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Show the reader what the protagonist wants

Bondi Beach

I'm channeling my inner CW here, and so with apologies to him here's what Aaron Sorkin says on how to introduce a character: when the character first appears show what he or she wants, not who he or she is (unless, obviously, the two go together).

Never mind for the moment the obvious caveat: Sorkin's a screenwriter and he's talking about writing a script, not a novel.

I'm thinking about my own stories as well as others I like and it seems there's a lot more latitude with a novel. That said, is Sorkin right? I've read novels that opened with what he describes ("They threw me off the hay truck around noon," from The Postman Always Rings Twice is a pretty good example [not an exact quote]), but I'm kind of at a loss to think of one that *doesn't* do that and still succeeds. Is there one?

This is from a promo for Master Class. Sorking's clip is here.

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maroon

Buttercup was raised on a small farm in the country of Florin. Her favorite pastimes were riding her horse and tormenting the farm boy that worked there.

Crumbly Writer

It's a useful technique, especially for major characters and essentially for those involved in the major story conflict. For lessor characters, you can take your time, but it's still important to work on and with their motives, as it adds complexity to the character, and makes the story more interesting through the inter-character conflicts. As I always say, nothing makes a normally slow recitation of facts and summary of strategy more interesting than differing motives between the 'good guys'.

The sooner you can establish the motives, the sooner you can play off them. If you're not sure what someone's strategy and motives are, put them into a situation with someone they trust and who'll push them, and they'll likely reveal it by their actions.

Sorkin's advice is excellent, but remember, he's restricted by a single hour's time frame, which is taken by by another twenty characters. Often, it's more effective if you slowly reveal someone's motives more slowly, a bit at a time.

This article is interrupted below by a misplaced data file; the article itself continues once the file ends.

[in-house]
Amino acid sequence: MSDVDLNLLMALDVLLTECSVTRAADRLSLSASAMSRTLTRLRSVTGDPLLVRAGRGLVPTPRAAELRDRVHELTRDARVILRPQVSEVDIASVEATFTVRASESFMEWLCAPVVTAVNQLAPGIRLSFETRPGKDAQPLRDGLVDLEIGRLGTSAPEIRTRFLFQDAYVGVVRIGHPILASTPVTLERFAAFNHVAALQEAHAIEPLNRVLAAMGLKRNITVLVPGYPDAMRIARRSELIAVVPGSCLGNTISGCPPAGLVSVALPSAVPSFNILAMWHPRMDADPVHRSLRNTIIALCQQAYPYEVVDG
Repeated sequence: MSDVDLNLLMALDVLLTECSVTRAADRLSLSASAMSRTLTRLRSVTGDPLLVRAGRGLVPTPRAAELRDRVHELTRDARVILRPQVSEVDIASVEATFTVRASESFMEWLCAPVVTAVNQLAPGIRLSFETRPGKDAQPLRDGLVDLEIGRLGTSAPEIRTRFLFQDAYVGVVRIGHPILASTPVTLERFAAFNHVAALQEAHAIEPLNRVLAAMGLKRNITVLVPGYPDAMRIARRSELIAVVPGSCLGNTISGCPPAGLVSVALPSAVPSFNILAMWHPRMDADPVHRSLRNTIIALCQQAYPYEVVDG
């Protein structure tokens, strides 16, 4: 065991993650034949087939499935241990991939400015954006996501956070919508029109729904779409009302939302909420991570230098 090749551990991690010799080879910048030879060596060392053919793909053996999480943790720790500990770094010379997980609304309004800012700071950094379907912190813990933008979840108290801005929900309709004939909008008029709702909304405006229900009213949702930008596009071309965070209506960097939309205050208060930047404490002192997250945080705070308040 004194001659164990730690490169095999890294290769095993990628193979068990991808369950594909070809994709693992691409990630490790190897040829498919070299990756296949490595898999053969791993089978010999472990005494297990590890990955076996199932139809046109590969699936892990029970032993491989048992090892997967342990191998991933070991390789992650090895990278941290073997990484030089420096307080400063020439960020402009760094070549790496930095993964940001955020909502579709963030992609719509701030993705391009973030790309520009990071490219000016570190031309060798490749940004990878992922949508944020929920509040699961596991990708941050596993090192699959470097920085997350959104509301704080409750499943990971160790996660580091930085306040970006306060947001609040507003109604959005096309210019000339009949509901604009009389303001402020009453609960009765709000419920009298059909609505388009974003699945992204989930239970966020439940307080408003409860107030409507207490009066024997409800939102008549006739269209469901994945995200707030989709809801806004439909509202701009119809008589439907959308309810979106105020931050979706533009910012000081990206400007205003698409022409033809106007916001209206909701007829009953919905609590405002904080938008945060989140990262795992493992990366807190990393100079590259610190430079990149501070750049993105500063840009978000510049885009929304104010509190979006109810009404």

Replies:   Bondi Beach
Bondi Beach

@maroon

Buttercup was raised on a small farm in the country of Florin. Her favorite pastimes were riding her horse and tormenting the farm boy that worked there.


Perfect example. See, we don't need to know her weight, her bra size or the color of her hair, where Florin is, what kind of horse she has or the size of the farm boy's dick.

Although I am wondering whether she dreams about going to college. Or moving to the big city someday.

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Replies:   madnige
Bondi Beach

@Crumbly Writer

Sorkin's advice is excellent, but remember, he's restricted by a single hour's time frame, which is taken by by another twenty characters. Often, it's more effective if you slowly reveal someone's motives more slowly, a bit at a time.


A character might conceal his motives as well, and we might find out his real motive, what he really wants, much later after we think we've got his number.

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Replies:   Crumbly Writer
Switch Blayde

@Bondi Beach

I'll have to remember that. Thx

awnlee jawking

@Bondi Beach

That advice could lead to an overabundance of one-dimensional protagonists. That might be okay in short stories or parables, but I prefer characters to be multi-dimensional.

AJ

Replies:   Crumbly Writer
awnlee jawking

@maroon

That doesn't tell us anything about Buttercup's motivation. It's just a small scale infodump.

AJ

madnige

@Bondi Beach

Although I am wondering whether she dreams about going to college. Or moving to the big city someday.


Whoosh

The Princess Bride

Replies:   Bondi Beach
Crumbly Writer

@Bondi Beach

A character might conceal his motives as well, and we might find out his real motive, what he really wants, much later after we think we've got his number.

Although, typically, in a case like that, most successful authors leave clues, so you're never quite sure where they stand, until the big reveal, when everyone learns what an ass the character is. That's where the SHOW is vital, as the character's behavior often belittle their words.